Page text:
Despite many recent improvements to the security and usability of online identities, the marketplace continues to struggle with the privacy-enhancing Guiding Principle of the NSTIC. This Guiding Principle is intended to address concerns that the development of more trusted and federated identity solutions could create risks for privacy and civil liberties, including risks that arise from the crossing of contextual boundaries (e.g., risks to privacy created by entities in different sectors linking individuals’ transactions) and the capacity for more tracking and profiling of individuals. Solutions in the identity marketplace tend to rely on policy-based mitigations to privacy risks even though, in many cases, privacy-enhancing technologies or architectural design choices could be more effective.

Barriers also exist to the implementation of privacy-enhancing technologies (PETs), including a lack of: protocols or standards for deployment of PETs that can be readily integrated with existing technologies in the marketplace; awareness that specific PETs exist and the types of risks these technologies can effectively mitigate; usability of PETs; and demonstrated proof of performance and scalability. Thus, the NSTIC NPO is interested in funding projects with innovative approaches to overcoming these barriers that align with all four of NSTIC’s Guiding Principles. Ideal projects will provide practical, market-ready solutions that appropriately balance policy and technical controls to mitigate specific identified privacy or civil liberties risks.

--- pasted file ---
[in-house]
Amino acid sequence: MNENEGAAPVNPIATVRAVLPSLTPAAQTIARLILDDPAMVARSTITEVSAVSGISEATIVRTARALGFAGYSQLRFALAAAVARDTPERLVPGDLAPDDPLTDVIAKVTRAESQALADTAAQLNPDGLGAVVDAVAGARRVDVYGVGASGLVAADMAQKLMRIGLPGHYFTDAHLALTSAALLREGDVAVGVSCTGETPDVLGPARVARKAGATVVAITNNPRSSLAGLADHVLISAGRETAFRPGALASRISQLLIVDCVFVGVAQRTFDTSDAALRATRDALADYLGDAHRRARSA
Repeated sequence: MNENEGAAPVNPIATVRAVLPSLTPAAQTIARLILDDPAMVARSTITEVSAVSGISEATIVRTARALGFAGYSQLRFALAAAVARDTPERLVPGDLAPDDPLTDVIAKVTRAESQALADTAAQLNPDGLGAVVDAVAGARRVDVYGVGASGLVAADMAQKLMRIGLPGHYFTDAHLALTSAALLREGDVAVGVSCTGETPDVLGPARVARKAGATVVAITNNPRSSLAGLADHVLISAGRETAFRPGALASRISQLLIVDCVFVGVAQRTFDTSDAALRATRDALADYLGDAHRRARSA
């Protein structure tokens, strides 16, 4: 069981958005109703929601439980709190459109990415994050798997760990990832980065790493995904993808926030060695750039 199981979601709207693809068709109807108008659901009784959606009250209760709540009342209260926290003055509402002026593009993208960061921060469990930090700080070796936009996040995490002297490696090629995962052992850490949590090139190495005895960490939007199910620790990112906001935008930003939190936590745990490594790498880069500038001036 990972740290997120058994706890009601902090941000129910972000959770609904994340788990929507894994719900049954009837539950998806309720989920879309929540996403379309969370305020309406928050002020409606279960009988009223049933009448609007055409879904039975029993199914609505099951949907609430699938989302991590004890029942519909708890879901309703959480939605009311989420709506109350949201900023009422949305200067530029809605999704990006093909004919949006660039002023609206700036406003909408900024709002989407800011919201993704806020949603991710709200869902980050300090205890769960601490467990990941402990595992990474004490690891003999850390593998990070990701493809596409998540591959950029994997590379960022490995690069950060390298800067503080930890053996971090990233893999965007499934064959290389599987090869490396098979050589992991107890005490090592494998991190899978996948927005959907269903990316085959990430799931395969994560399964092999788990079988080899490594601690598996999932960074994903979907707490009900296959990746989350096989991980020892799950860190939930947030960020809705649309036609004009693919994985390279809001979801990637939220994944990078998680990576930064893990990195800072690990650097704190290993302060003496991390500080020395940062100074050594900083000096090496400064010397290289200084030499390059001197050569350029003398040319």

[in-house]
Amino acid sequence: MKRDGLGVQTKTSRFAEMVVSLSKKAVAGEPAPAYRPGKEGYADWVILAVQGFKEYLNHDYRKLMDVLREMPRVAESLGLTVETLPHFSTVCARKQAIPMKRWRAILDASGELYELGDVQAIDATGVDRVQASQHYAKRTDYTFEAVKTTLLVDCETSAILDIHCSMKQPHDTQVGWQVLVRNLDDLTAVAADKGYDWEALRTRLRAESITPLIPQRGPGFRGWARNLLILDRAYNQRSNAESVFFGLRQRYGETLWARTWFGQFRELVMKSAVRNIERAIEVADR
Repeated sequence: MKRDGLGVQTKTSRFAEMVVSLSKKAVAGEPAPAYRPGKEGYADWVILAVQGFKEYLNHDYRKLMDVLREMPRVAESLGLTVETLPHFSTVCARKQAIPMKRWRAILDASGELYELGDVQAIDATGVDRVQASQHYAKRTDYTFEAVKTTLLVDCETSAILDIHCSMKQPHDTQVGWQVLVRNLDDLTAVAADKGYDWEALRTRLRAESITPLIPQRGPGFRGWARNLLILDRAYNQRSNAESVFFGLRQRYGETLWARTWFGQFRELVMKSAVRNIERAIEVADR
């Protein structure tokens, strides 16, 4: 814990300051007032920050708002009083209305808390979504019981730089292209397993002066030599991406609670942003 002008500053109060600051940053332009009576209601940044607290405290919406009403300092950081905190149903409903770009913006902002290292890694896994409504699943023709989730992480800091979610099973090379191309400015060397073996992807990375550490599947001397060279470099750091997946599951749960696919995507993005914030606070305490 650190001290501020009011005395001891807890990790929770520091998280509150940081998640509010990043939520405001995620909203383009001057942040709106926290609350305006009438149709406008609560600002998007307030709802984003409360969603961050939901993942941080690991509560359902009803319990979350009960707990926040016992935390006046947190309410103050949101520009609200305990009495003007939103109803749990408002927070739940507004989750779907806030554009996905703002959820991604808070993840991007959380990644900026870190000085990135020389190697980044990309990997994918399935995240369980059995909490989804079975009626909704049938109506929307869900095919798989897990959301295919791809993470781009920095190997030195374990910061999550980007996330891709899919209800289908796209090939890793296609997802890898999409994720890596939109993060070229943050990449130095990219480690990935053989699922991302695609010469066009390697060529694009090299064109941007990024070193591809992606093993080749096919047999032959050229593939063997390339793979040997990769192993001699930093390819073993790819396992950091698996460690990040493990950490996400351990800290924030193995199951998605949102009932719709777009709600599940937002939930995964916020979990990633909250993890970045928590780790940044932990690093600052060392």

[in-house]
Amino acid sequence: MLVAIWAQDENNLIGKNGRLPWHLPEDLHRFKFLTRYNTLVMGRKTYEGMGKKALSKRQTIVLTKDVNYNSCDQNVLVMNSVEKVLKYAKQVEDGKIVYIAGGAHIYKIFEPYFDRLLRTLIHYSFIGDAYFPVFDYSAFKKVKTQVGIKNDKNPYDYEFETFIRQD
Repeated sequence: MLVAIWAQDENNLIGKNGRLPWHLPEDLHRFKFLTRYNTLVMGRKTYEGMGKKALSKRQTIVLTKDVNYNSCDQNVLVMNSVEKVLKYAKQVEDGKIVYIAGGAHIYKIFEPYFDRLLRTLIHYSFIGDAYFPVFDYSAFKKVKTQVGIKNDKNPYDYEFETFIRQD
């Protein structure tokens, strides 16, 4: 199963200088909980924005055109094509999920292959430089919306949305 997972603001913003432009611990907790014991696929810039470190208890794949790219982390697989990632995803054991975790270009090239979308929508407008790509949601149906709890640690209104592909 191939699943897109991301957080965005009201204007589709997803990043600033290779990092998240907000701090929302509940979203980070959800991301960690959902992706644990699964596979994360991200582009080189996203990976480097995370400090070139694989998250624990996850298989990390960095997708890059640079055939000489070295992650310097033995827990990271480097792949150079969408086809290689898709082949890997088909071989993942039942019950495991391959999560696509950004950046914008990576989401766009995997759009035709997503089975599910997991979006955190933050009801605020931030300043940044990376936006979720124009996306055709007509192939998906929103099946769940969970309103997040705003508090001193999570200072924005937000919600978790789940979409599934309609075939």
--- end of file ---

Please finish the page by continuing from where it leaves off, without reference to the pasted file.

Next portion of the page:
Examples of objectives that projects may strive to achieve include, but are not limited to:

  • Create and demonstrate technical standards or solutions for enabling the exchange of specific attributes associated with identities while minimizing the disclosure of incidental or non-operational personal information, including:
    • Operational technical standards or protocols to obscure intermediaries’ visibility into the identity attributes being shared in the online transactions they are facilitating;
  • Solve contextual boundary concerns that discourage user adoption of federated identity solutions such as blinding identity providers from relying parties, and vice versa.
  • Improving the usability of PETs, especially in establishing user understanding of what is occurring with user data.
  • Balancing transparency to individual users and ease-of-use.

The NSTIC privacy pilot program is new. NIST anticipates that awards will be in the range of approximately $750,000 to $1,500,000 per year per project for up to two years. For more details about the pilot program (along with deadlines and submission information), please visit http://go.usa.gov/3CSAk. Feel free to also share this important news with anyone you think may be interested!

Helpful information:

The deadline to apply is: Thursday, May 28, 2015 by 11:59 p.m. Eastern Time

Follow the NSTIC NPO on Twitter for the latest updates.

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The IDESG hits a big milestone on the road to creating the Identity Ecosystem Framework

The Identity Ecosystem Steering Group (IDESG) has been hard at work delivering on version 1 of the Identity Ecosystem Framework (IDEF). This week, the steering group hit a major milestone: meeting a March 16th deadline for developing baseline requirements for the IDEF. While this is a big milestone for the IDESG, it also marks an important moment for private sector stakeholders interested in participating in the Identity Ecosystem (IE), since the upcoming IDEF – due out this summer – will enable individuals and organizations to start using a new generation of more secure, convenient, privacy-enhancing credentials that are interoperable across the internet.